He is then expected to continue his mission to Khartoum, then proceed to Darfur, where he plans to visit several displacement camps and meet with nomadic and other traditional leaders, local and state leaders, as well as with representatives and field commanders from both the signatories and non-signatories to the Darfur Peace Agreement.
TOP U.N. POLITICAL OFFICIAL ARRIVES IN MYANMAR
The Under-Secretary-General for Political Affairs, Ibrahim Gambari, arrived in Myanmar today, beginning a four-day working visit being carried out within the framework of the good offices mandate of the Secretary-General. Gambari is continuing the dialogue initiated in May of this year with senior authorities and other key actors from across the political spectrum.
In meetings in Yangon today with the ministers of Foreign Affairs, Labour and Planning, Gambari discussed enhancing cooperation between the United Nations and Myanmar, while stressing the need for concrete results in areas of concern to the international community. These include: the need to make the road map political process more transparent and inclusive, the release of political prisoners, the opening of space for humanitarian assistance, and the situation in Kayin State.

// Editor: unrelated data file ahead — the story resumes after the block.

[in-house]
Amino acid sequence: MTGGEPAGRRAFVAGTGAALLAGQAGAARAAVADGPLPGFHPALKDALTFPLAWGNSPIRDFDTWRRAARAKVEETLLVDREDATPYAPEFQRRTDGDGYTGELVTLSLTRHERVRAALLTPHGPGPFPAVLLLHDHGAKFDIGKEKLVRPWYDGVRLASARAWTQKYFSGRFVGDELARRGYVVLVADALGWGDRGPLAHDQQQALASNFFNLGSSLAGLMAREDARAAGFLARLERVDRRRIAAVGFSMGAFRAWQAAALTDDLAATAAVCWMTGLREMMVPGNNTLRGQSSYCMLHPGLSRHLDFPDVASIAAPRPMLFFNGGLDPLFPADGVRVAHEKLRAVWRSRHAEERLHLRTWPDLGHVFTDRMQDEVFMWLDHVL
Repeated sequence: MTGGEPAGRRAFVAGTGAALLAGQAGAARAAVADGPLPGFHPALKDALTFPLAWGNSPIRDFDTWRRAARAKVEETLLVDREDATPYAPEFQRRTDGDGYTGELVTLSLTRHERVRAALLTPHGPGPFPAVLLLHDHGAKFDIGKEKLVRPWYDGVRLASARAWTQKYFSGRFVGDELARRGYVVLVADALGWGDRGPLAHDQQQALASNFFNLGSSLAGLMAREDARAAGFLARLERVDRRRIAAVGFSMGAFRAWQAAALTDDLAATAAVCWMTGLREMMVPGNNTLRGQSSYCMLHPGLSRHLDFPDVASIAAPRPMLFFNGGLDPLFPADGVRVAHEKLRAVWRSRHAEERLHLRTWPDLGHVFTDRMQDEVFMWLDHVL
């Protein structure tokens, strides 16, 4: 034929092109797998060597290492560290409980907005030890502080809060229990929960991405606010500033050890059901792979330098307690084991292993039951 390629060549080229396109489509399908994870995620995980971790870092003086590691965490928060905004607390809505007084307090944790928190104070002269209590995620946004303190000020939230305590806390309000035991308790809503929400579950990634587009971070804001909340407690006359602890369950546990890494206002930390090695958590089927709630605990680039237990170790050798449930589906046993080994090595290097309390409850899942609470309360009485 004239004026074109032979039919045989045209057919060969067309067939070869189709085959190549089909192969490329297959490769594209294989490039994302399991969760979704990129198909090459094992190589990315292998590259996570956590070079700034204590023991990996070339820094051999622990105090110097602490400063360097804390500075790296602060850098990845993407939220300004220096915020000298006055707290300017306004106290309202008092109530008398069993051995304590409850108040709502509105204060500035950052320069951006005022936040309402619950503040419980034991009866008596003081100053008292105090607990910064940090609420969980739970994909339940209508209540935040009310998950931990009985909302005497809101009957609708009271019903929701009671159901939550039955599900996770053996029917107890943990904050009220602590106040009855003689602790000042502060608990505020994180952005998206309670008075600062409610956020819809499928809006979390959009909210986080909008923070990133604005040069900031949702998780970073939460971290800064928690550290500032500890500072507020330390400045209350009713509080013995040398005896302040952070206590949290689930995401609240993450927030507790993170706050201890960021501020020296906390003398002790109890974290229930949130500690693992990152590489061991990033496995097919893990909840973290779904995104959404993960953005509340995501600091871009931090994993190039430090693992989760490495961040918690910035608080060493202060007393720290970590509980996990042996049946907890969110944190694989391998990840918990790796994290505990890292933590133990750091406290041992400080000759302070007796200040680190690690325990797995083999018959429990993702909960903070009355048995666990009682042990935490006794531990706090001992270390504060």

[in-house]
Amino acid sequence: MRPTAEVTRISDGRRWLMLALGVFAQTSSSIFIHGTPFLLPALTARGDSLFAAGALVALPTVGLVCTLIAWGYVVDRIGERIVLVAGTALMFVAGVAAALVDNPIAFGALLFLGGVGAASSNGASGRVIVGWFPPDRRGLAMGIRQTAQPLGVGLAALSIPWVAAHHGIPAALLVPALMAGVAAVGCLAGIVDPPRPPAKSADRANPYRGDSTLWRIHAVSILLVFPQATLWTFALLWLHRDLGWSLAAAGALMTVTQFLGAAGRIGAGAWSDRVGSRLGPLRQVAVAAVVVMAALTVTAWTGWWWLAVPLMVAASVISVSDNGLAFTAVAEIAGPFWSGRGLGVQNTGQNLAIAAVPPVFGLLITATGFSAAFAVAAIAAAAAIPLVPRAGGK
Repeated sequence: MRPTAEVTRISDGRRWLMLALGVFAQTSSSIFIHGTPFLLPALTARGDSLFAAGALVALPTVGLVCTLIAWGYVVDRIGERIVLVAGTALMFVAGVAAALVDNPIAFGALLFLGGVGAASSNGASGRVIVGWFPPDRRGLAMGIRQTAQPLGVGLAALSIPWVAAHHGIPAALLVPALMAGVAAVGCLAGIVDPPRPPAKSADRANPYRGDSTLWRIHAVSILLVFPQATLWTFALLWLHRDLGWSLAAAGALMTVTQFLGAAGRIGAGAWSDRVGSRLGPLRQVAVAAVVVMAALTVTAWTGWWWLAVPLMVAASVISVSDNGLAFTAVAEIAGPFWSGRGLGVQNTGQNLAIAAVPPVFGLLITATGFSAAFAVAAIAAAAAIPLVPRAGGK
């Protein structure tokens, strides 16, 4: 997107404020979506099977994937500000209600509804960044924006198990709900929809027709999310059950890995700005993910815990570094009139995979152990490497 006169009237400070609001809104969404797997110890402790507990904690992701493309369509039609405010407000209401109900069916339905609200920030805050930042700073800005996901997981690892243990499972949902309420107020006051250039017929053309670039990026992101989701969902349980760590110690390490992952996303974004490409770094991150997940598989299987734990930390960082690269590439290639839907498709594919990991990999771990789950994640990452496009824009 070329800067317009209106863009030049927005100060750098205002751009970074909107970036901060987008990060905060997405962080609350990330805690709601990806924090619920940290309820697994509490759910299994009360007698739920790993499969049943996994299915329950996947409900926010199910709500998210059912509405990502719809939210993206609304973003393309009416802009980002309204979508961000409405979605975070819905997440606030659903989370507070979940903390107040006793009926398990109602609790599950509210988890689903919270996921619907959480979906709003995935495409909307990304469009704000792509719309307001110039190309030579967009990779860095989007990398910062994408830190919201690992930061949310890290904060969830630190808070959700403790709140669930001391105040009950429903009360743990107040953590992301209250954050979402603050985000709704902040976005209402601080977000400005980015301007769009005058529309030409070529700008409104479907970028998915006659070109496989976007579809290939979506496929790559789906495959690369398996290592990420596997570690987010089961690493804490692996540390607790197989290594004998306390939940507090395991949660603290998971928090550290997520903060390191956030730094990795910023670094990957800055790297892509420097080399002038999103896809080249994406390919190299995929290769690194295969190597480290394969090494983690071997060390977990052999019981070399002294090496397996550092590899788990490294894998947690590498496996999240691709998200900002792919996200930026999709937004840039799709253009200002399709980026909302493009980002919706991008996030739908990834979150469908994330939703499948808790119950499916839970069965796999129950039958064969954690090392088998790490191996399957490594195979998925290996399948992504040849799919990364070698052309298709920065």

Gambari is scheduled to meet over the next few days with all of the groups and persons he was able to see during his previous visit to Myanmar.
FORCE CONTINUES TO BE USE INDISCRIMINATELY IN SRI LANKA
Under-Secretary General for Humanitarian Affairs Jan Egeland has said that yesterdays massive attack on civilians in an area of eastern Sri Lanka controlled by the Liberation Tigers of Tamil Eelam shows that force continues to be used indiscriminately in that countrys conflict.
Noting that this particular artillery bombardment by the Sri Lankan Army hit a school that was hosting some 1,000 internally displaced persons, Egeland called upon all parties to the conflict to ensure the protection of civilians under all circumstances in accordance with international humanitarian law.